Sacred Spaces: Chelsea Howell Gaul

In “Pilgrim at Tinker Creek,” Annie Dillard writes, “Self-consciousness, however, does hinder the experience of the present. It is the one instrument that unplugs all the rest.” 

She goes on to write that it is our very self-consciousness that separates us from each other, from God, from our self. It keeps us from living in the present moment and living unfiltered experience.

These photos are an homage to the spaces where our souls feel free, the places where we can still ourselves and simply be. They are places where we can put down our hard work and feel at one with ourselves in each moment. Places where deeply meaningful things have happened in our lives and where deeply meaningful people have come into our lives. They are spaces absent of self-consciousness. They are meaningful. They are sacred.

Here, Chelsea Howell Gaul shares her place of sacredness. Let’s allow beauty to help us realize the sacredness of the spaces we inhabit, and the sacredness of our very selves.


Chelsea Howell Gaul

A farm in Benton, Missouri

The farm that was my husband’s parents’ for many years is sacred to me for so many reasons. I grew up on a farm in Southeast Missouri when I was a small child, and we played for hours in the still country without television the constant stream today presents 24/7. I worked in media advertising from the time I was 18, lived a fast-paced life in corporate America and then ran into my husband on a trip to the Kentucky Derby. We had our first date in Benton, Missouri, and I remember him asking me if I was open to moving to the farm and leaving my job when I was pregnant with baby number three. My inner child longed for that, but I didn’t know if I could handle the simplicity of life outside of the busy. I was scared. This farm is sacred to me because it is forever in my brain as the place God showed up and showed me letting go and letting him work is the only way.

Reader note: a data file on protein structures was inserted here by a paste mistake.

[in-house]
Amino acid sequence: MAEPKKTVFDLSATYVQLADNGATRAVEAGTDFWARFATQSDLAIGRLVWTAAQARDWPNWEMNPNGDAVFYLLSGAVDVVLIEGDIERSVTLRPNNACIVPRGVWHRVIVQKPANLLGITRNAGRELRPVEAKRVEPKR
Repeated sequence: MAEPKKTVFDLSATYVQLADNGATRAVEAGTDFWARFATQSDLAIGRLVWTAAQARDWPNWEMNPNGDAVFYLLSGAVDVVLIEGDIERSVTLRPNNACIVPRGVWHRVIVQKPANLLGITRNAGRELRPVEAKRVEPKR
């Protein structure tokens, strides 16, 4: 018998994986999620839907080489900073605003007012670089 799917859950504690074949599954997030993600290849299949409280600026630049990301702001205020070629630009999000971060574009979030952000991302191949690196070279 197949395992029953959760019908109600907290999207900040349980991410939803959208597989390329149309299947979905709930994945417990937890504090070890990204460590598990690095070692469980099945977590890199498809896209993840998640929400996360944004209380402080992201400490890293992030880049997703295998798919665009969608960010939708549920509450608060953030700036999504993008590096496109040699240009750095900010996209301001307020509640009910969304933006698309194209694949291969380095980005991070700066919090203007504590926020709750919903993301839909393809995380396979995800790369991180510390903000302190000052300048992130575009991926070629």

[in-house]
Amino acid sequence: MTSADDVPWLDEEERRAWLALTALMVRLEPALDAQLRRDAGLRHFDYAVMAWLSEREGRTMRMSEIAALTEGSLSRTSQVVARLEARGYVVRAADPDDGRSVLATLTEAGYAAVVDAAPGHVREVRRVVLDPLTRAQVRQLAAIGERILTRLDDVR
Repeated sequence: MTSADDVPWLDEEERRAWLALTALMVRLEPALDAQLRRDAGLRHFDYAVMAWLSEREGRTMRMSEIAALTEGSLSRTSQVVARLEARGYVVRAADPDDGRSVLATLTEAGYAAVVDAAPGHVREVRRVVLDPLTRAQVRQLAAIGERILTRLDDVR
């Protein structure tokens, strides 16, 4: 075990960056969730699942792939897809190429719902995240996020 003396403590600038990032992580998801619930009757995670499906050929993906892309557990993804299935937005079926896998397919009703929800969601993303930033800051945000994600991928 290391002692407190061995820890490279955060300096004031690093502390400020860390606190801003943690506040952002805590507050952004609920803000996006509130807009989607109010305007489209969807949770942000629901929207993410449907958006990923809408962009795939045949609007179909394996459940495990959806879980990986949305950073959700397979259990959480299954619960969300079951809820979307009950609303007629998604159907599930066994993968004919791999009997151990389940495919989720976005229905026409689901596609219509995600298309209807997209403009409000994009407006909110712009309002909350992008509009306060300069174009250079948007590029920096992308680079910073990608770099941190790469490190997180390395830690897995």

The smell of the fresh-cut grass, the way the chickens wandered in the sunset, our giant sand pit my kids played in all turned out to be just what I needed to heal. I was living with anxiety fueled by a chronic illness, struggling after a painful childhood and dealing with losing my mother when my husband asked me to move to the farm. For me, the farm offered a sanctuary to get alone with God, slow down, reflect and heal. We actually found such joy in the simple. I remember finally noticing things like the trees and the way the light hits the fields. My children and I have the best memories of cooking together, playing outside and finding such simple entertainment in livestock and harvest. It is a spot where I am overwhelmed with such gratitude, it almost brings me to tears. There is something beautiful and truly restorative about sitting in nature and slowing down. It really is full circle. I did not want to come back to Southeast Missouri, especially to a farm, but it was the thing that was just what I needed to live again. 

God called us to a new spot and to sell everything recently, and it was hard. It was scary. However, what he set in motion is what we care about, and that story is still unfolding. I believe in order to create a meaningful and beautiful life, we have to hold onto these sacred spaces in our hearts and minds in order to really see what God is doing and appreciate every little place along the way. 

Shirt and jewelry: Mother Earth in The Indie House

Photos by Mia Pohlman